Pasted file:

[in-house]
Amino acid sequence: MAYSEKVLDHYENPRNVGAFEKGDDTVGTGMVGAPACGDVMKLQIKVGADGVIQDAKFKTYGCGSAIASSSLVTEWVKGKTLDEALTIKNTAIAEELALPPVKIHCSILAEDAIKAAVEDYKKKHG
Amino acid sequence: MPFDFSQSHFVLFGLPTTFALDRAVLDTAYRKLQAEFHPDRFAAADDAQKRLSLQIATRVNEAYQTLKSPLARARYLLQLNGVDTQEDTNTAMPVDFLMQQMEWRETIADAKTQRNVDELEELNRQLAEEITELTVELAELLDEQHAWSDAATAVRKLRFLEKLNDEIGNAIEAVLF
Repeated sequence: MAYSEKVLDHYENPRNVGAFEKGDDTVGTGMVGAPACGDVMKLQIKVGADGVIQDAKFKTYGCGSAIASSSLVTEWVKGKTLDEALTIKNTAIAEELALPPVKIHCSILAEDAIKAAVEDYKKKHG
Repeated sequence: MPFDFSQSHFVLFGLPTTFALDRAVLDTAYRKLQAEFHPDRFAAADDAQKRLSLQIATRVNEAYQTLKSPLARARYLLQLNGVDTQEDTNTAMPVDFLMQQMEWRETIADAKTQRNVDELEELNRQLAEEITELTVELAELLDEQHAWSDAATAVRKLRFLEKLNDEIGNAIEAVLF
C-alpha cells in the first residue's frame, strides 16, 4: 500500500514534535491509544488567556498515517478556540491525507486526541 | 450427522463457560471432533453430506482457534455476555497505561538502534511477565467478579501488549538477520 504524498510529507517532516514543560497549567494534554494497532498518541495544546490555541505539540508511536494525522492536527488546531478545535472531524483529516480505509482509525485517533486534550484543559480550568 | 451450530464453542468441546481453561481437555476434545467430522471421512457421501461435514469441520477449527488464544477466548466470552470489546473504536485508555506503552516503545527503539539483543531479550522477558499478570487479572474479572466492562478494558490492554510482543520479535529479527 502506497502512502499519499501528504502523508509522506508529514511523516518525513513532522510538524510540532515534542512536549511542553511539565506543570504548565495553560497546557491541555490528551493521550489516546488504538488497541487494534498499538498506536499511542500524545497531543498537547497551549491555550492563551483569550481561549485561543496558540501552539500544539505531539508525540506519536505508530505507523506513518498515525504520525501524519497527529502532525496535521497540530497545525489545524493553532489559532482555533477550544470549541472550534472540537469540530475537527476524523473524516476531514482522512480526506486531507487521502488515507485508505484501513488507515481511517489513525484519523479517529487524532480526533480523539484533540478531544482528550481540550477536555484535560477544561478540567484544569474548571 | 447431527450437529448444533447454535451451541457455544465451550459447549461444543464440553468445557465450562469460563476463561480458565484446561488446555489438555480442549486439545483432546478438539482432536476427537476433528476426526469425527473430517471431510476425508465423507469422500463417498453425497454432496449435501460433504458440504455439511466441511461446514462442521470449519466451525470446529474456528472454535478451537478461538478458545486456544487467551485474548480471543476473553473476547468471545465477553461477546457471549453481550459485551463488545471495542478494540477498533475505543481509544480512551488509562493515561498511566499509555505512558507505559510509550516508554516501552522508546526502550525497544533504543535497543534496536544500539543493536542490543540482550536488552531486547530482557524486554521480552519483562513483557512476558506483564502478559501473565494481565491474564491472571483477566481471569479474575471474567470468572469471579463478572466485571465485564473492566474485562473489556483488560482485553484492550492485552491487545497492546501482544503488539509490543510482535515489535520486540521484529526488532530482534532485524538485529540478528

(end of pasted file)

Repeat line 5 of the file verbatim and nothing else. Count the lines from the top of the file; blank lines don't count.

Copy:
Repeated sequence: MPFDFSQSHFVLFGLPTTFALDRAVLDTAYRKLQAEFHPDRFAAADDAQKRLSLQIATRVNEAYQTLKSPLARARYLLQLNGVDTQEDTNTAMPVDFLMQQMEWRETIADAKTQRNVDELEELNRQLAEEITELTVELAELLDEQHAWSDAATAVRKLRFLEKLNDEIGNAIEAVLF